Artist's concept of the solar system. Shown are the orbits of
the planets, Earth being the third planet from the Sun, and the
other planets and their relative sizes and distances from each
other and to the Sun. Also shown is the solar system as seen
looking toward Earth from the Moon.
Earth undergoes many different motions as it moves through
space. There are seven more conspicuous motions, three of
which are more obvious on the surface. Earth follows the path
of a gigantic helix, moving at fantastic speeds as it follows the
Sun and the galaxy through space.
• Eratosthenes calculated the size of Earth's
circumference after learning that the Sun's rays were
vertical at Syene at noon on the same day they made
an angle of a little over 7O at Alexandria.
– He reasoned that the difference was due to Earth's
– Since 7O is about 1/50 of 360O, then the size of
Earth's circumference had to be fifty times the
distance between the two towns. (The angle is
exaggerated in the diagram for clarity.)
• The solar system is a disk shaped nebula with a
turning, swirling motion.
• Plane of the ecliptic
• Ancient Greeks though the Earth was round due to:
– Since a sphere was perfect as was the Earth, it made
perfect sense that the Earth should be a sphere.
– The Earth cast a circular shadow on the moon during a
– As ships sailed away they were observed to disappear
over the horizon.
• The Earth is not round.
– It is now known that the Earth is not a perfect sphere.
– The Earth is actually oblate.
• Flattened at the poles.
• Has an equatorial bulge.
– The North Pole is slightly higher and the South Pole
slightly lower than the average surface
– The Equator has a bulge and the Pacific Ocean and a
depression at the Indian Ocean.
• Earth has an irregular, slightly lopsided, slightly
pear-shaped form. In general, it is considered to
have the shape of an oblate spheroid, departing from
a perfect sphere as shown here.
• The position of the Sun on the celestial sphere at the
solstices and the equinoxes.
– The Earth has 3 motions that are independent of the
motion of the Sun and the Galaxy
• The Earth has a yearly rotation around the Sun
• The Earth rotates on its axis once approximately
every 24 hours.
• The Earths axis wobbles slowly as it revolves.
• As is being demonstrated in this old woodcut, Foucault's insight
helped people understand that the earth turns. The pendulum moves
back and forth without changing its direction of movement, and we
know this is true because no forces are involved. We turn with the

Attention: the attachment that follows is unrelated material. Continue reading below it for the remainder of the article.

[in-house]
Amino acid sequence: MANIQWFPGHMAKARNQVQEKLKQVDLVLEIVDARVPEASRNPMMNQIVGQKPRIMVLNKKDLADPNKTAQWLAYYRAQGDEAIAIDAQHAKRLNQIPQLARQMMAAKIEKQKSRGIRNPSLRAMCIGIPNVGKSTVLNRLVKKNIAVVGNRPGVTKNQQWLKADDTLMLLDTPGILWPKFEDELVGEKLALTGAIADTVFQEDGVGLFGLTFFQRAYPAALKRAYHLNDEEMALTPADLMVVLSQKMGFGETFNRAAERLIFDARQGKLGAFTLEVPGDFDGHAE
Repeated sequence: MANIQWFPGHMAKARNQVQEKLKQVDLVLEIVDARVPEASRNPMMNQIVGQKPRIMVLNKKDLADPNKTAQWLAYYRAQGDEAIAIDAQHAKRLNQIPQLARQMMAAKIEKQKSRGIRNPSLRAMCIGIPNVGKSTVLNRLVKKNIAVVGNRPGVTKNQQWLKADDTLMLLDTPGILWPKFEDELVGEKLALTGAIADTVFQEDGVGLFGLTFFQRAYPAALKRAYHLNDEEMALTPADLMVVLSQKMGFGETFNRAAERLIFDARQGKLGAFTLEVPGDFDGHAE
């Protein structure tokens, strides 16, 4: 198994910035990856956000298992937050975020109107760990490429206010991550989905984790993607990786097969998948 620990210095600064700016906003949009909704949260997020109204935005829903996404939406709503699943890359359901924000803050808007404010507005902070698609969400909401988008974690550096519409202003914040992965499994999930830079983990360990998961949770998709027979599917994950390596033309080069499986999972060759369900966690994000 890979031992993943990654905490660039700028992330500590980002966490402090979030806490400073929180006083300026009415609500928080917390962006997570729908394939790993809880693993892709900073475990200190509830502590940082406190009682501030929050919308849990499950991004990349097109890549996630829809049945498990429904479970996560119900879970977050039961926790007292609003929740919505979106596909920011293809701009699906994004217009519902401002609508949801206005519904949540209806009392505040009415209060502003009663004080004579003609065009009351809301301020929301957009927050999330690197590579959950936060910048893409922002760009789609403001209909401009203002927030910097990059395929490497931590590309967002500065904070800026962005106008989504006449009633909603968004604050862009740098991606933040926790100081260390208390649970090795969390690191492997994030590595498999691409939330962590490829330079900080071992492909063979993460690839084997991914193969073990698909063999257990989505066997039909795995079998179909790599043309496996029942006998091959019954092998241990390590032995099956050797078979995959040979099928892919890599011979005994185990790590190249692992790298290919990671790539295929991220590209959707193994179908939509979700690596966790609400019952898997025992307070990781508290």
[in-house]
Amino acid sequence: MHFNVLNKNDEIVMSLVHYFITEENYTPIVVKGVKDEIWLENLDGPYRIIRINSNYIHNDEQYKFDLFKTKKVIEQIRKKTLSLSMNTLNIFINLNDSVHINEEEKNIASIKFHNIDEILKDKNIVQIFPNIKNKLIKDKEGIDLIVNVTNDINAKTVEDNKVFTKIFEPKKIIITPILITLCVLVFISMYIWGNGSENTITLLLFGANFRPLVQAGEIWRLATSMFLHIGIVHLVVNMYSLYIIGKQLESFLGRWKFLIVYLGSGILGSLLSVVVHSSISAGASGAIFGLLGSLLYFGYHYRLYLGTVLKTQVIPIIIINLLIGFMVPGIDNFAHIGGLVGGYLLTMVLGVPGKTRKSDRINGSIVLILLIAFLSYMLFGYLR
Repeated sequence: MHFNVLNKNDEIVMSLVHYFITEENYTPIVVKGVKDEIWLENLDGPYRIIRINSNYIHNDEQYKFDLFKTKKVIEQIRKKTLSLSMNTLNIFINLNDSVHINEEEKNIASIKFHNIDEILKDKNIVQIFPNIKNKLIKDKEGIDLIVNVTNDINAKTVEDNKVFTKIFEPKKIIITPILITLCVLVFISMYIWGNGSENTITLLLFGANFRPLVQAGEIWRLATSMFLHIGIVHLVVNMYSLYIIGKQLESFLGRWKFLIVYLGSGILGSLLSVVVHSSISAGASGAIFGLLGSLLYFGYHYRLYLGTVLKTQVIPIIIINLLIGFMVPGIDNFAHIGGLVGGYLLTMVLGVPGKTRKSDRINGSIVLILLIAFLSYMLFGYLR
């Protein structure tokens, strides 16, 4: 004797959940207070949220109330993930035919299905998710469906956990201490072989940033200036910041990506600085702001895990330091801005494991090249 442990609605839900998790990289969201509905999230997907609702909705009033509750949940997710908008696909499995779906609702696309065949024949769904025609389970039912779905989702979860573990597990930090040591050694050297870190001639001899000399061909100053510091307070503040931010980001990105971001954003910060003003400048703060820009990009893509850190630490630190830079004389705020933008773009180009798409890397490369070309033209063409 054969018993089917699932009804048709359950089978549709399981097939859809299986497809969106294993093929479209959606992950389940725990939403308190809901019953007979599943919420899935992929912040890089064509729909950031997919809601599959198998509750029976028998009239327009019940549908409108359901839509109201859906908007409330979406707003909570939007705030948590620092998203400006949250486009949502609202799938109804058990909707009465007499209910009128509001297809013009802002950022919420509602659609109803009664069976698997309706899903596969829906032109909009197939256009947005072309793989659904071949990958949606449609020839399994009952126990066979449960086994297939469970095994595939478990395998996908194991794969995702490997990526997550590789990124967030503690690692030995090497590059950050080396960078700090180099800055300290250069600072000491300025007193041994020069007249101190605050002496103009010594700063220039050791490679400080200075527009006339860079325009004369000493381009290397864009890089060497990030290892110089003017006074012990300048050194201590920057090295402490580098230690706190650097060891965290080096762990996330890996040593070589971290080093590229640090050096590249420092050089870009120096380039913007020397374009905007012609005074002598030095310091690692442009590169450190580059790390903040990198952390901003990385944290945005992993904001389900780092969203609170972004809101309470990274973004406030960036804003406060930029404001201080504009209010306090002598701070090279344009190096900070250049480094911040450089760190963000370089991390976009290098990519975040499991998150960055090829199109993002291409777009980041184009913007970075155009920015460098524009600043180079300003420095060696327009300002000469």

earth and this makes the pendulum appear to change its plane of
rotation. Thus we know the earth rotates.
• The Foucault pendulum
swings back and forth
in the same plane while
a stool is turned beneath
it. Likewise, a Foucault
pendulum on the earth's
surface swings back
and forth in the same
plane while the earth
turns beneath it. The
amount of turning
observed depends on
the latitude of the
– Earth’s orbit is slightly elliptical and requires
approximately one year to complete.
– All points in the Earth’s orbit form a plant called the
plane of the ecliptic
– The average distance from the Sun to the Earth is 150
million km (about 93 million mi).
– The Earth moves fastest when it is closest to the Sun at
perihelion, in January, and moves slowest when it is
farthest from the Sun in aphelion, in July
• Summer Solstice
– Occurs about June 22
– The Sun at noon has the highest altitude.
• Winter Solstice
– Occurs about December 22.
– The noon Sun has the lowest altitude
• The consistent tilt and orientation of Earth's axis as
it moves around its orbit is the cause of the seasons.
The North Pole is pointing toward the Sun during
the summer solstice and away from the Sun during
the winter solstice.
• When the Sun is halfway between the Summer and
• At this time the Earth’s axis is perpendicular to line
between the center of the Sun and Earth and daylight
and night are of equal length.
• Spring Equinox
– Occurs on March 21
– Beginning of Spring
• Autumnal Equinox
– Occurs on September 23
– Beginning of Fall
• The length of daylight during each season is determined by
the relationship of Earth's shadow to the tilt of the axis. At
the equinoxes, the shadow is perpendicular to the latitudes,
and day and night are of equal length everywhere. At the
summer solstice, the North Pole points toward the Sun and
is completely out of the shadow for a twenty-four-hour day.
At the winter solstice, the North Pole is in the shadow for a
twenty-four-hour night. The situation is reversed for the
– We know that the Earth rotates due to
• The other planets rotate
• A pendulum changes its plane at different latitudes
• The observation of something moving above the
Earth’s surface, such as a jet.
– The rotation of the Earth causes the Coriolis Effect which
is an apparent deflection of moving objects to the right in
the Northern Hemisphere and to the left in the Southern
• The earth has a
velocity at the
equator and less
toward the poles. As
an object moves
north or south (A), it
passes over land with
a different rotational
produces a deviation
to the right in the
(B) and to the left in
– This is the slow wobble of the Earth on its axis
– Causes the Earth to swing in a slow circle like a top.
• A spinning
as it spins,
and the axis
of the top
traces out a
the axis is
• The slow,
in the North
over a period
• Identifying Place
– The Earth’s axis identifies the north-south referent
– East west parallel circles on the Earth are called parallels
• The distance from the equator to a point on a parallel
is called a latitude.
– North south running arcs are called meridians.
• The Prime meridian is the referent meridian that runs
through Greenwich Observatory near London,
• The distance from the prime meridian east or west is
• Any location on a flat, two-dimensional surface is easily
identified with two references from two edges. This
technique does not work on a motionless sphere because
there are no reference points.
• A circle that is parallel to the equator is used to
specify a position north or south of the equator. A
few of the possibilities are illustrated here.
• If you could see to the earth's center, you would see that
latitudes run from 0O at the equator north to 90O at the North
Pole (or to 90O south at the South Pole).
• Meridians run
pole to pole
to the parallels
and provide a
• If you could
see inside the
and 180O of
east and west
of the prime
– Some parallels are important for climate changes
• Tropic of Cancer
– 23.5ON parallel
• Tropic of Capricorn
– 23.5OS parallel
• Both of these are the parallels where the limit of the tilt of the
Earth toward the Sun is reached.
• Artic Circle
– 66.5 ON
• Antarctic Circle
• These two parallels identify the limits to where the Sun appears
above the horizon all day during the summer time
• At the summer solstice, the noon Sun appears directly
overhead at the tropic of Cancer (23.5(N) and twenty-four
hours of daylight occurs north of the Arctic circle (66.5(N).
At the winter solstice, the noon Sun appears overhead at the